Talk:Very-large-scale integration

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Integrated circuit#VLSI and Very-large-scale integration[edit]

Why do we have both Integrated circuit#VLSI and Very-large-scale integration? Noel 16:13, 2 Mar 2004 (UTC)

Integrated circuit#VLSI explains the basic differences and advances in IC technology, whereas their individual pages (VLSI, SoC) go into more detail than would be appropriate in their section of Integrated circuit. This is a fairly common practice on Wikipedia. Boffy b 12:18, 2005 Jan 11 (UTC)
The Integrated circuit#VLSI should be a short summary of the Very-large-scale integration article. For more details on this practice, see the Wikipedia:Summary style guideline. --DavidCary (talk) 15:47, 16 October 2014 (UTC)


Could someone put a list of popular layout software tools? Thanks. 23:06, 9 October 2005 (UTC)

Some tools are listed near the end of the electronic design automation article. Should this VLSI article mention that that article has the tools? -- 14:26, 2 August 2007 (UTC)
one such tool, open source, HERB, is in development by Alliance VLSI project , may not be usable, but its a start. HERB[1] --Gartral (talk) 06:06, 23 February 2009 (UTC)


Came from the Quantum tunnelling page and was surprised there was nothing about it or any other potentional exteriors (heat, arcs)

poda patti


Very-large-scale integration (VLSI) is the process of creating integrated circuits by combining thousands of transistor-based circuits into a single chip. VLSI began in the 1970s when complex semiconductor and communication technologies were being developed.

The first semiconductor chips held one transistor each. Subsequent advances added more and more transistors, and as a consequence more individual functions or systems were integrated over time. The microprocessor is a VLSI device.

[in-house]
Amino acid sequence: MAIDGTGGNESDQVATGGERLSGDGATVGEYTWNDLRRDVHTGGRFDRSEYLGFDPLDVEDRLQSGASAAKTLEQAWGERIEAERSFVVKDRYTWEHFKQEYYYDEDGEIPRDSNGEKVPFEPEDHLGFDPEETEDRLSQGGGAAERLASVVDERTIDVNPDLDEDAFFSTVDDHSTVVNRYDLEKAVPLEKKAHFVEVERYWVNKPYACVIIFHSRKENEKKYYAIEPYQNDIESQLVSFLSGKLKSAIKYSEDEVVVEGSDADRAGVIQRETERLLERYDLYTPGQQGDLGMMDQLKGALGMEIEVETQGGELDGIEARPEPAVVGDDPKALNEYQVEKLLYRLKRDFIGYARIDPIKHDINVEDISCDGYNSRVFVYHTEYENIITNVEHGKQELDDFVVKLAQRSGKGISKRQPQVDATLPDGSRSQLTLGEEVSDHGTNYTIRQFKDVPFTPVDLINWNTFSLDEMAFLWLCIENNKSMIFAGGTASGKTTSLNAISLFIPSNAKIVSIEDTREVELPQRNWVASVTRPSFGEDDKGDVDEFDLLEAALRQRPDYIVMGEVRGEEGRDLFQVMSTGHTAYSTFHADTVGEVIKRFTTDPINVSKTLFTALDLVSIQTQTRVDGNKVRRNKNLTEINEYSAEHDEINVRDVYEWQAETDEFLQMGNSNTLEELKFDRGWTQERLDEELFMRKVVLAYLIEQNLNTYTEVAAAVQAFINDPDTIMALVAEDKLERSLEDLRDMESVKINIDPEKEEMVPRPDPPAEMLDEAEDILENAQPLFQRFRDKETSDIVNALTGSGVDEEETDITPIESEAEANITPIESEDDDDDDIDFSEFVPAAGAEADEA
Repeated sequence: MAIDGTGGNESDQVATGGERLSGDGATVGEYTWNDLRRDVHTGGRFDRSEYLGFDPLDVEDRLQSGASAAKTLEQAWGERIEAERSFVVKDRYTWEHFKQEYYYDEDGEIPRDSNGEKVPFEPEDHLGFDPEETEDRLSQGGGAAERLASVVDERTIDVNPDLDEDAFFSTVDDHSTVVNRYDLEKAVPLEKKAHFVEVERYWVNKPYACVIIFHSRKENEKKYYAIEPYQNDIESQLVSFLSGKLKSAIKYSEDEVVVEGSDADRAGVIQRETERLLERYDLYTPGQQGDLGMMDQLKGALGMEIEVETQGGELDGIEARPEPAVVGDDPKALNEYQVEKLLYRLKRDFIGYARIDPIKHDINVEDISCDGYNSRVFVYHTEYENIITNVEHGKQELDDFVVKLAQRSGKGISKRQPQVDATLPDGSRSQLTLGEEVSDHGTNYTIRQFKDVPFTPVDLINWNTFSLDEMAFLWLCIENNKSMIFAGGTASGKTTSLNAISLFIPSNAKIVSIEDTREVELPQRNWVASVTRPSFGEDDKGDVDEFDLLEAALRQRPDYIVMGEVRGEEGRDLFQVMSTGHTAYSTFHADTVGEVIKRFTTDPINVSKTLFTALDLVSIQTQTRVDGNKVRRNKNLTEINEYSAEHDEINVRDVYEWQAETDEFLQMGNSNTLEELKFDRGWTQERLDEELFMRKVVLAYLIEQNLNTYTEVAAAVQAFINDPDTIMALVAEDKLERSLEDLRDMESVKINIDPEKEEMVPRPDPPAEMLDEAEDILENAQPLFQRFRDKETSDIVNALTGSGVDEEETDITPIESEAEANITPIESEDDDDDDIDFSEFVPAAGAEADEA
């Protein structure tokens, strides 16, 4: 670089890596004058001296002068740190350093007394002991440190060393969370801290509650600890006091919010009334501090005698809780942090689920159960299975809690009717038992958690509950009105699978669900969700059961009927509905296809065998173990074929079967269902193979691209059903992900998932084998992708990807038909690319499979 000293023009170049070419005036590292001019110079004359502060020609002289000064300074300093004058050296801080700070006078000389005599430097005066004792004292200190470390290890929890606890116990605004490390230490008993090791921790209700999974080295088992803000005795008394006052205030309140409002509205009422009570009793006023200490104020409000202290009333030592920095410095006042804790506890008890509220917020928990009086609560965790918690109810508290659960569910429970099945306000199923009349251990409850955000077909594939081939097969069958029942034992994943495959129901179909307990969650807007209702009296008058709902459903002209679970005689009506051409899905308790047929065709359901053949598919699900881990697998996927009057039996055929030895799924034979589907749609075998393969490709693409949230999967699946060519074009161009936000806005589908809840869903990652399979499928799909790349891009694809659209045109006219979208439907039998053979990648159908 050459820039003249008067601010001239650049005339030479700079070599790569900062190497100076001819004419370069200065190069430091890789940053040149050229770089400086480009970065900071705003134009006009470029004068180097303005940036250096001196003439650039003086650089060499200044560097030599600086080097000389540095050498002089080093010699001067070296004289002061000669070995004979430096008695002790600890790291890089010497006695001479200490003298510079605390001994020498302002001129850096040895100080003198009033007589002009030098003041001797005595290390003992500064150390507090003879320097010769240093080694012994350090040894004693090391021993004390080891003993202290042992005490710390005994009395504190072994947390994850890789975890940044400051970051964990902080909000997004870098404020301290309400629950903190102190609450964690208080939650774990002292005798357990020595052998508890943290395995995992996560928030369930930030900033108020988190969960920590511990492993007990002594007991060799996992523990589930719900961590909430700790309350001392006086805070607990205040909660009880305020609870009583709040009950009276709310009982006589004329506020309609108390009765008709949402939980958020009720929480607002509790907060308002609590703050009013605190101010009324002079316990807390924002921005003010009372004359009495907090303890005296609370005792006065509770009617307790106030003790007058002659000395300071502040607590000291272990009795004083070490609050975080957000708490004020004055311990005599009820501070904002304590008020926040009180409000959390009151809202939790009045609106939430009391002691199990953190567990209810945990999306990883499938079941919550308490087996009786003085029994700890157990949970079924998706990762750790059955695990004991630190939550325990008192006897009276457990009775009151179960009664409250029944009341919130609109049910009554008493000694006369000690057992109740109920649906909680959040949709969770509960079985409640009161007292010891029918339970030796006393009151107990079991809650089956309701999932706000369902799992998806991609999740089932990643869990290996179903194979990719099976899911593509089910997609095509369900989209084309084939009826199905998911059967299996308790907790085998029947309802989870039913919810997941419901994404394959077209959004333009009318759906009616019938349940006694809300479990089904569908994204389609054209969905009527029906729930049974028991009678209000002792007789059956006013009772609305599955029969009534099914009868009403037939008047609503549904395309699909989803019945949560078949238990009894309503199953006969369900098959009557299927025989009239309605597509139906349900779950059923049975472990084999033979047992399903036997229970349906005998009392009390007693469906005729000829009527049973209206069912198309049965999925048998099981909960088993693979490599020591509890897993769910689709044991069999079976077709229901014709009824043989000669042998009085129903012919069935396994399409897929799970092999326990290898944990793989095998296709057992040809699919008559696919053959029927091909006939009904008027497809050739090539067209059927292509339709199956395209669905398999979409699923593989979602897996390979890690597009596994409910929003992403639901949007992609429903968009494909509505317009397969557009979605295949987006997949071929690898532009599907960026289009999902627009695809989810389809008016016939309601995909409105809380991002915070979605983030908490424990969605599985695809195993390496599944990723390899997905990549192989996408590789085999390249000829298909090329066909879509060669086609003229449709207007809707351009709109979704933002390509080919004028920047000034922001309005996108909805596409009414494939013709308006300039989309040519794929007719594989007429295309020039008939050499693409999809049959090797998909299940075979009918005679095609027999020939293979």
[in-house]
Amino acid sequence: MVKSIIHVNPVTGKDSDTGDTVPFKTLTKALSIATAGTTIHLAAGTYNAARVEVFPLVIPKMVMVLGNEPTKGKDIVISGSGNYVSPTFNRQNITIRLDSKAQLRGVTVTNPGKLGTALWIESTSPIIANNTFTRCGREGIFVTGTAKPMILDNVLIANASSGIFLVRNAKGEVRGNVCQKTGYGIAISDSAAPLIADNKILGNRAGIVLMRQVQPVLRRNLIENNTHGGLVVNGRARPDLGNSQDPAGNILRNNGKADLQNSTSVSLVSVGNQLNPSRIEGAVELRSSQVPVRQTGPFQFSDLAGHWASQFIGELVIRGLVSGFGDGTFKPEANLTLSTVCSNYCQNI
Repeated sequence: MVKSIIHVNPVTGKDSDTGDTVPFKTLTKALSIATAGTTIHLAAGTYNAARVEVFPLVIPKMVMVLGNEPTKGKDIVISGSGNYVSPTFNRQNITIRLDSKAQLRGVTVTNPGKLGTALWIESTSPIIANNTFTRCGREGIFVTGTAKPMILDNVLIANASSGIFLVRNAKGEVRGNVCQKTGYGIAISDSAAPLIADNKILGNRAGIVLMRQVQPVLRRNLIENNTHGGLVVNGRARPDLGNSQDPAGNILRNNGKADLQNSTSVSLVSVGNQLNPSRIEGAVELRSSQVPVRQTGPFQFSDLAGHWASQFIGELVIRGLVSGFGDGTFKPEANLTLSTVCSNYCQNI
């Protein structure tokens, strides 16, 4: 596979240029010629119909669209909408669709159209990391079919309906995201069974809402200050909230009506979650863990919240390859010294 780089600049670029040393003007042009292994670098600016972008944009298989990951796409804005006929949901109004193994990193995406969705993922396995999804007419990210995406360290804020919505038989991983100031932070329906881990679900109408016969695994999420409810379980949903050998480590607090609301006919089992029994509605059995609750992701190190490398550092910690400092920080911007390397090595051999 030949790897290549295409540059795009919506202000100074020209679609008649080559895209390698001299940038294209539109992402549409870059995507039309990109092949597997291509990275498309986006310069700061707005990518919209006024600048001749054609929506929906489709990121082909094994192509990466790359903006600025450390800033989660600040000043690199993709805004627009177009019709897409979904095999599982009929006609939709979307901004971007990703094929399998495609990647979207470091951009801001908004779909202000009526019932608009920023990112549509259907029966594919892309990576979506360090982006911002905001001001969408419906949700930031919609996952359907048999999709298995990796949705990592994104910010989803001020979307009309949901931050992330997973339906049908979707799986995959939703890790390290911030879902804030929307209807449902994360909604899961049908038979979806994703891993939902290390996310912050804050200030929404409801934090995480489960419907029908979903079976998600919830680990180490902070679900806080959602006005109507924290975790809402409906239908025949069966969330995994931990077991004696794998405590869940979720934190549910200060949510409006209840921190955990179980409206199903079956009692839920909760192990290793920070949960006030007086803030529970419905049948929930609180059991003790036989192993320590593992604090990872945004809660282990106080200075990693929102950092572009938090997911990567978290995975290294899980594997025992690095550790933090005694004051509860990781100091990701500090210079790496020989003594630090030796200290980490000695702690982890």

The first "generation" of computers relied on vacuum tubes. Then came discrete semiconductor devices, followed by integrated circuits. The first Small-Scale Integration (SSI) ICs had small numbers of devices on a single chip — diodes, transistors, resistors and capacitors (no inductors though), making it possible to fabricate one or more logic gates on a single device. The fourth generation consisted of Large-Scale Integration (LSI), i.e. systems with at least a thousand logic gates. The natural successor to LSI was VLSI (many tens of thousands of gates on a single chip). Current technology has moved far past this mark and today's microprocessors have many millions of gates and hundreds of millions of individual transistors.

As of mid-2006, billion-transistor processors are just on the horizon, with the first being Intel's Montecito Itanium Server. This is expected to become more commonplace as semiconductor fabrication moves from the current generation of 90 nanometer (90 nm) processes to the next 65 nm and 45 nm generations.

At one time, there was an effort to name and calibrate various levels of large-scale integration above VLSI. Terms like Ultra-large-scale Integration (ULSI) were used. But the huge number of gates and transistors available on common devices has rendered such fine distinctions moot. Terms suggesting more-than-VLSI levels of integration are no longer in widespread use. Even VLSI is now somewhat quaint, given the common assumption that all microprocessors are VLSI or better.


The VHSIC article currently claims "VHSIC" is another, less common, name for "VLSI". So I think they should all be in the same article, like Puma and Mountain Lion are both in the same article. -- 14:16, 2 August 2007 (UTC)

No, that's not what it claims. VHSIC is a much more narrow term referring to a specific US government program. There's probably enough info out there to write an adequate article on it, but it should not be attempted as part of the VLSI article. Dicklyon 15:37, 2 August 2007 (UTC)